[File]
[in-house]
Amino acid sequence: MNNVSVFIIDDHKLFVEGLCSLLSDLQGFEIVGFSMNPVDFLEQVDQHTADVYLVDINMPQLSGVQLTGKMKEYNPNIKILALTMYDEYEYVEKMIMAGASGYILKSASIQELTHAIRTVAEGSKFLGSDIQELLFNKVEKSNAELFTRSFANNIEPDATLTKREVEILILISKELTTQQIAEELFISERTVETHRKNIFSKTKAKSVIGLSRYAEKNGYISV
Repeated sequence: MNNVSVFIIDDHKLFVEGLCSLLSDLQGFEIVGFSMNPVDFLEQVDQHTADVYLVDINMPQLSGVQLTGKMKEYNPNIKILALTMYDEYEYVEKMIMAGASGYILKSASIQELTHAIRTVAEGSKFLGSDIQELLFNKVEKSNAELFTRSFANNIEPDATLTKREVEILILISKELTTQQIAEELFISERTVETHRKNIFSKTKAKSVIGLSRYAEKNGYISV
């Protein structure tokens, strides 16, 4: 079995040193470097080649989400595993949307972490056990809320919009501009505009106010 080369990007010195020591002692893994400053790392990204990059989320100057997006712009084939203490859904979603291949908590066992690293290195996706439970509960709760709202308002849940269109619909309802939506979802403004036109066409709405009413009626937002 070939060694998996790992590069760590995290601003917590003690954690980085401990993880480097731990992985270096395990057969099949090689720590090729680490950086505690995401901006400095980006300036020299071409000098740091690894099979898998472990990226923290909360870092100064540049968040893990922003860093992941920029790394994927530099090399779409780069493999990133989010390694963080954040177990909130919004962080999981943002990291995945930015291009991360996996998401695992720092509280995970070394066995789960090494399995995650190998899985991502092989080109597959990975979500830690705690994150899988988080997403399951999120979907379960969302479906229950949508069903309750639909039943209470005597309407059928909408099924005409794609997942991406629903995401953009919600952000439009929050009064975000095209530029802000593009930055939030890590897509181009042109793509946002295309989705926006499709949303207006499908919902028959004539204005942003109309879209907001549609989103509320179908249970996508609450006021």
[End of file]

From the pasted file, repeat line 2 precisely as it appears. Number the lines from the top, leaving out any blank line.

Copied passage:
Amino acid sequence: MNNVSVFIIDDHKLFVEGLCSLLSDLQGFEIVGFSMNPVDFLEQVDQHTADVYLVDINMPQLSGVQLTGKMKEYNPNIKILALTMYDEYEYVEKMIMAGASGYILKSASIQELTHAIRTVAEGSKFLGSDIQELLFNKVEKSNAELFTRSFANNIEPDATLTKREVEILILISKELTTQQIAEELFISERTVETHRKNIFSKTKAKSVIGLSRYAEKNGYISV